Of all the benefits of social media for business, the greatest come from listening. Consider this: you can listen unobtrusively – no one needs to know you’re paying attention. You don’t even need to sign up for accounts to listen. This is a great place for the socially-shy business to dip its toes into social media. After you’ve observed some success from listening, it’s also easier to make the case to senior management for social engagement.
Here are some tips to help you improve your ability to monitor the online chatter:
1. Get right with Google. You might use Google and other search engines regularly, but you’re probably not making best use of advanced features. Not everyone knows the basics of Google. It’s common to do a search and get millions of results. But you’d be better off getting fewer, but more relevant, results. Your overall goal is to improve your “signal to noise” ratio. So learn these basic tips:
- Put the exact search term in quotes, such as “Bob Jones University” to eliminate spurious results when using common words
- Use the “site” operator to restrict your search to only one website, such as “Form 990 site:irs.gov”
- Use Boolean operators, such as OR, as in “Bob OR Bobby Knight”
- The exclude operator ( – ) eliminates specified words: “Bob Dylan young -forever” eliminates references to the song “Forever Young” from your results
2. Use Google Alerts. (This service requires a Google account). Use Alerts to track mentions of your name, your company or your senior executives. As your alerts come in, you may find that you need to fine-tune your mix using the techniques above. You should also be a contrarian – be sure to monitor keywords that reflect your business category and your competition. It’s best to set your alerts to show up in your RSS feed rather than via email. Then monitor the feed regularly.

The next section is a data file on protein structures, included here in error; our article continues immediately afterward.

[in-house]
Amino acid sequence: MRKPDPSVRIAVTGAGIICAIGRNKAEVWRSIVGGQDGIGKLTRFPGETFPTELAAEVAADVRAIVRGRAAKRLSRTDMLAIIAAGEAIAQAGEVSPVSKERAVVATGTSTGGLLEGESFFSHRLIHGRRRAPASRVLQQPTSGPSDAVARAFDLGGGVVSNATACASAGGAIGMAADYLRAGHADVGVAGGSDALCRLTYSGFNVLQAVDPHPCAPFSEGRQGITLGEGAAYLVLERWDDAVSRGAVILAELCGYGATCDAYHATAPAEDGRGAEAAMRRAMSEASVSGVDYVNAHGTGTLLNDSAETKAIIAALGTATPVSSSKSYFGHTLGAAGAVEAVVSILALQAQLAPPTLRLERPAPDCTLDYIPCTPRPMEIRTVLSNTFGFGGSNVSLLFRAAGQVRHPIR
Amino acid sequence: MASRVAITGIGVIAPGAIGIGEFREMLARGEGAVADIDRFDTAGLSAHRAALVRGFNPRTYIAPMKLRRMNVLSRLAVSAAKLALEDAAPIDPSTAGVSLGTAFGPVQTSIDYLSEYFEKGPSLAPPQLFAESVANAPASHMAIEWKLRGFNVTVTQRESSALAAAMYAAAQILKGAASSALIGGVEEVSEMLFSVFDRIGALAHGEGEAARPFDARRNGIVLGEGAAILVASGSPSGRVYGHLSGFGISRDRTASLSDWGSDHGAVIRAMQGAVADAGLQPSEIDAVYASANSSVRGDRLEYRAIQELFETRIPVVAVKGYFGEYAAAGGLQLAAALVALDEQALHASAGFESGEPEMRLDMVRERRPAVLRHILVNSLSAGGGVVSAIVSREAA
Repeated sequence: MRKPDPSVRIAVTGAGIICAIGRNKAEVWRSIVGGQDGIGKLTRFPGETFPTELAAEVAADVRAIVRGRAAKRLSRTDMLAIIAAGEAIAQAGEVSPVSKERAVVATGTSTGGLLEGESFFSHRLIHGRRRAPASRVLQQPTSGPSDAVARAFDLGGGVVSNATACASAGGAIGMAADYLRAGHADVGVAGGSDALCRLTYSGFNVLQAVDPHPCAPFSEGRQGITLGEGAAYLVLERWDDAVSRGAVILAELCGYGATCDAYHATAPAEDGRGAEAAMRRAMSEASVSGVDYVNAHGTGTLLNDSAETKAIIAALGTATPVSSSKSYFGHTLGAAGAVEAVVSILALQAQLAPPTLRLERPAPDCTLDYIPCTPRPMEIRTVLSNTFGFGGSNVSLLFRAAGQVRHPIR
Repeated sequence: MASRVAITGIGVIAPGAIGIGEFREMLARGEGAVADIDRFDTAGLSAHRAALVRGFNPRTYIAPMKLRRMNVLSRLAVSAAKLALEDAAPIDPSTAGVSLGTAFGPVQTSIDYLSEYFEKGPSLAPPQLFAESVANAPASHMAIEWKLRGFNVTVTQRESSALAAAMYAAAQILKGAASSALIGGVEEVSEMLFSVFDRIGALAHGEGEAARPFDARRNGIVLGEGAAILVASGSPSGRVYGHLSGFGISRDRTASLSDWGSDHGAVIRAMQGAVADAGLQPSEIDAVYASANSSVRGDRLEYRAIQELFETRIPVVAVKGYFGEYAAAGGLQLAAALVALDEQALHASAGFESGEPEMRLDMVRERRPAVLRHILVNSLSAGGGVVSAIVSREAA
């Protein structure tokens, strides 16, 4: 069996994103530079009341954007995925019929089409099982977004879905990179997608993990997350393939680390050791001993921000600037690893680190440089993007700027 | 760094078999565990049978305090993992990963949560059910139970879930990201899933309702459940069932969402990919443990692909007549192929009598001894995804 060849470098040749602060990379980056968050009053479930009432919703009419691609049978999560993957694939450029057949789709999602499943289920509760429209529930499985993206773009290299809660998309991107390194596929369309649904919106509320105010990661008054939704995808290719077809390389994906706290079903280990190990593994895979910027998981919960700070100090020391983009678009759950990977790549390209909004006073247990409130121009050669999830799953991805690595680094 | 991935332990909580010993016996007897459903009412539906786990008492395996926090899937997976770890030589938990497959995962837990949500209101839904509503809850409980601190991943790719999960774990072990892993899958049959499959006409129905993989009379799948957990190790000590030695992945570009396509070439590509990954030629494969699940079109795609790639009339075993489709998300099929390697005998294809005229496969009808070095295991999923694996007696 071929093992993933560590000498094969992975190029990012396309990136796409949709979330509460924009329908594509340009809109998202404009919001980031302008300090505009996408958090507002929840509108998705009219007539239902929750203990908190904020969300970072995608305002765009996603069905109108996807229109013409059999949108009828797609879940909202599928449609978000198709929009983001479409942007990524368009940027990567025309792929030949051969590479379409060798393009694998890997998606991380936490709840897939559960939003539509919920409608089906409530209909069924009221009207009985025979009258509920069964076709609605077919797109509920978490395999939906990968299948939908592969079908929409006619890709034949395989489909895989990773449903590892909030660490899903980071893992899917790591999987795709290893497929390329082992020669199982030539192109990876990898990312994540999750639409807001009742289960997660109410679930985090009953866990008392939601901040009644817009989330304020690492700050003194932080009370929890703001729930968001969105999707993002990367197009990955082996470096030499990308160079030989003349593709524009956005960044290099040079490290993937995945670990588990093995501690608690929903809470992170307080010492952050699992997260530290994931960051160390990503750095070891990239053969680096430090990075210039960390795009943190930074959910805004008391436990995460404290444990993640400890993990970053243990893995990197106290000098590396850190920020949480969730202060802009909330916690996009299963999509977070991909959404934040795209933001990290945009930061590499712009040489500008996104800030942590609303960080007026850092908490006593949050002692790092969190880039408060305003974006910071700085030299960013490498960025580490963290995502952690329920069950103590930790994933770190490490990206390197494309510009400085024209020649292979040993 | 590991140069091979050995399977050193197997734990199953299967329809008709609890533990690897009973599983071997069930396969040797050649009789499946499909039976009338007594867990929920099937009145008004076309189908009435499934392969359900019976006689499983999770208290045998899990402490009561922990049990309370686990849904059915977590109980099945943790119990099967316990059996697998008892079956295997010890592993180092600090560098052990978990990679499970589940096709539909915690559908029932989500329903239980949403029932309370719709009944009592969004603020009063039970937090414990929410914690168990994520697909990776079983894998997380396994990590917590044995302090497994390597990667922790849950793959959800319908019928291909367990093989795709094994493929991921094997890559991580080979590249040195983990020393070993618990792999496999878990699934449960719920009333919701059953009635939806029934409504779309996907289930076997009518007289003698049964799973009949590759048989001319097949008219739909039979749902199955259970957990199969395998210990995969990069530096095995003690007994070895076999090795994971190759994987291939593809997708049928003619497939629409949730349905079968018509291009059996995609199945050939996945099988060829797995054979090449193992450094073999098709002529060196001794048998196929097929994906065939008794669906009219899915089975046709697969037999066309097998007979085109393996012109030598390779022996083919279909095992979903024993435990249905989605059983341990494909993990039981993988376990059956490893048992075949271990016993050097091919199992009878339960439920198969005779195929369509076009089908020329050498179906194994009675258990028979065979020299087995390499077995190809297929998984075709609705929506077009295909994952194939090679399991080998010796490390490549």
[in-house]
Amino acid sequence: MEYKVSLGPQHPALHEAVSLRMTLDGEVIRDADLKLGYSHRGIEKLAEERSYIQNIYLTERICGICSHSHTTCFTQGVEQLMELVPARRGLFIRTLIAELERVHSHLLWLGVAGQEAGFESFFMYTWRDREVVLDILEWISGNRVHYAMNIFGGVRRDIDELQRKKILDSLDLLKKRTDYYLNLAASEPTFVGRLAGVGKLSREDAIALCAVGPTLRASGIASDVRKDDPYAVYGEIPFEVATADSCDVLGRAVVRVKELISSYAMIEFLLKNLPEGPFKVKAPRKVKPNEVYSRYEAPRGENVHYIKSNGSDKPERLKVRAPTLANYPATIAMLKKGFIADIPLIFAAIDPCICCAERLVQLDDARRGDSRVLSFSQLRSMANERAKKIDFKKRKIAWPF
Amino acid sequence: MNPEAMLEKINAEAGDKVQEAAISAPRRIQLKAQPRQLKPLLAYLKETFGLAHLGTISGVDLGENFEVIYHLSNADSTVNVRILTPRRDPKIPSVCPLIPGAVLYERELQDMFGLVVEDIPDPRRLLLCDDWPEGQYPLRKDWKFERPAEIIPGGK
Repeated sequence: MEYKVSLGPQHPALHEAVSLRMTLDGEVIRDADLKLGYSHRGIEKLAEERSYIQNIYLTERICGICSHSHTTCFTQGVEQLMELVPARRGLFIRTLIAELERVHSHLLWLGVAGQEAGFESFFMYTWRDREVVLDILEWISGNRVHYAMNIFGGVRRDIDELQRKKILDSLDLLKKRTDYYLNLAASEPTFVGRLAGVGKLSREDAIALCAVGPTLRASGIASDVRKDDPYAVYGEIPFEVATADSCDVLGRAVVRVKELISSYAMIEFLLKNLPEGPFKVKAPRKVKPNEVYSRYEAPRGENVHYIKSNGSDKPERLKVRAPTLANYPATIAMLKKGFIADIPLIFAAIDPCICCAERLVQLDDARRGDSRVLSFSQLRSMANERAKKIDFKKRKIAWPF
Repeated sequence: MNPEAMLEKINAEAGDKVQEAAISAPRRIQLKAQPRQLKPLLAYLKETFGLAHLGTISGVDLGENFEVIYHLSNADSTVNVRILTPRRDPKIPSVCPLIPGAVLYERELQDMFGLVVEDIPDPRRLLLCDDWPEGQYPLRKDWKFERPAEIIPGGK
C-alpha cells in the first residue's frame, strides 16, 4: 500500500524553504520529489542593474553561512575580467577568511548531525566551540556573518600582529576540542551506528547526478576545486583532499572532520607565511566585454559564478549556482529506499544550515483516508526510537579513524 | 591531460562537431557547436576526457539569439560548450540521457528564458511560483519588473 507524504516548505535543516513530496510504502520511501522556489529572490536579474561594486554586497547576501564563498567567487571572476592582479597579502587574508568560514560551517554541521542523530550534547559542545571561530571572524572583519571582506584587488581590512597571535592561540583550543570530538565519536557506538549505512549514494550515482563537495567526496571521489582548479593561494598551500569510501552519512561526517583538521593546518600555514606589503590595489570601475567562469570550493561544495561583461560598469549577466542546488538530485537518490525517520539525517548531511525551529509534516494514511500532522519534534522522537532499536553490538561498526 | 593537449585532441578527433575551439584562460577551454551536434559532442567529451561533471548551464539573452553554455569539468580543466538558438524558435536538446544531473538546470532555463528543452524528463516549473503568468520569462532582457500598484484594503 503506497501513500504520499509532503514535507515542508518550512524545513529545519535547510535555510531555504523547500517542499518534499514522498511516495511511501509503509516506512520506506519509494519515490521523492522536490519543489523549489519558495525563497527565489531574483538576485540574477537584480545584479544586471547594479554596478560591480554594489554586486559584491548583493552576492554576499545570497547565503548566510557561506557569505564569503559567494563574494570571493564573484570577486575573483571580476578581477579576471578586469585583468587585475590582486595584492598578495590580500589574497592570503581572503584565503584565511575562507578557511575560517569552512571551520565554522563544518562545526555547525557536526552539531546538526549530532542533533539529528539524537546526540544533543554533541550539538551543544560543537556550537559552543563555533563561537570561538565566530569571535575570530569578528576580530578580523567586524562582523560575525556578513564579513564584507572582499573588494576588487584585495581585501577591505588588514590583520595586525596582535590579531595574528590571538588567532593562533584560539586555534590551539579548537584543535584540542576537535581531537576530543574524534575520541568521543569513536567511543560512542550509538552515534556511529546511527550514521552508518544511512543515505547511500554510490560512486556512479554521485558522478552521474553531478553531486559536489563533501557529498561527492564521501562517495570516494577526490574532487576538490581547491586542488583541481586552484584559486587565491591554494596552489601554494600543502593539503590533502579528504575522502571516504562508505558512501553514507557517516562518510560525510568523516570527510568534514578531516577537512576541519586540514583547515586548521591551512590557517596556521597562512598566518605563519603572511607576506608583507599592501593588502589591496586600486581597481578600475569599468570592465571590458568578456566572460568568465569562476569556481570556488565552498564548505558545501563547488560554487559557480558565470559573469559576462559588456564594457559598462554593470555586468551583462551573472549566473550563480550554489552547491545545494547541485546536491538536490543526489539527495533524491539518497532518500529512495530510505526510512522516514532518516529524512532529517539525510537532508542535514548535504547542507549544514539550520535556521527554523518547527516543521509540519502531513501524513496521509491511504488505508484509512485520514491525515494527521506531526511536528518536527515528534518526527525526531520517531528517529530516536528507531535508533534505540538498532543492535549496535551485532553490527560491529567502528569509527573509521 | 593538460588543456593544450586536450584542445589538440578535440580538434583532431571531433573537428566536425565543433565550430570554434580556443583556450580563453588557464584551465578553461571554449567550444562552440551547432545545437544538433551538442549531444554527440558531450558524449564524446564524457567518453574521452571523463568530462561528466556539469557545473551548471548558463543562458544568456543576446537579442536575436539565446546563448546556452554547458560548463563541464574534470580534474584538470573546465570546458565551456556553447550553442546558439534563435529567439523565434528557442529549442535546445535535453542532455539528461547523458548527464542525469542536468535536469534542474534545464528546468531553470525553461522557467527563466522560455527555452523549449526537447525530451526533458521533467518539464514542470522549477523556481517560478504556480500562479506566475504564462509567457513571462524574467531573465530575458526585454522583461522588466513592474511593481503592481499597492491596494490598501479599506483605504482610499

3. Set up your RSS feeds. Some say RSS is in decline, in part due to “black box” technologies that don’t include RSS and in part due to the rise of social sharing. But you can’t count on social sharing when there’s a cost associated with missing important news. RSS is a powerful way to aggregate most of your listening in one place. The most common RSS listening client is Google Reader (requires a Google account). But once your feeds are running in Reader, you can monitor them using other clients by syncing the feed (on iOS devices you might try NetNewsWire or Reeder).
Some argue that it’s too much work to set up and monitor RSS feeds. But if you’re a high-volume consumer of news and information, it’s too much work NOT to use RSS.
4. Use Twitter Advanced Search. The best way to find out what’s happening now is on Twitter, the beating heart of the real-time web. The next time a popular live event is on television, see this for yourself. As you watch the show, follow the most likely hashtag (or search term) on Twitter. Note the volume of tweets. Observe the tone of the comments. People on Twitter don’t hold back – if you’re watching the Oscars, you’ll get detailed feedback on every dress and performance.
The real money comes from the advanced search page (using “advanced search” pays dividends on almost every search). With advanced search, you can specify a location, very useful, say, if you’re a local chapter of a national nonprofit. Or, you could track response to a political speech in different regions. You can also search multiple keywords in one search and use other tools for a more tailored search.
Unfortunately, Twitter no longer publishes RSS as part of its API, so you’ll have to do this manually or use a workaround unless you subscribe to a premium service such as Salesforce Radian6.
5. Remember, you are the analyst. It’s your job to process a mountain of data, sift it, and then find the few insights that are worthy of action. Sometimes there’s no substitute for intelligence and experience. Some terms don’t search cleanly, so you’ll have to find ways to throw out the irrelevant results. Sentiment filters are notoriously unreliable. So never forget: you’re in charge.
Remember also that the Internet never sleeps. If you’re working for a national brand, or for a smaller brand in the news, you need to monitor constantly. Online, a crisis can blow up in minutes. And when something good happens, you’ll want to capitalize on it.
6. Listening doesn’t always require action. It’s good to remember that you can’t please everybody. Some critics fall below the noise floor. But when an influencer is talking about your brand, good or bad, you need to pay attention. These tools will help you get started. If the scope of listening or budget allows, you might graduate to a paid service, such as Sprout Social or Salesforce Radian6. These tools are not only more powerful, they also include dashboards so a manager can delegate jobs and create activity reports.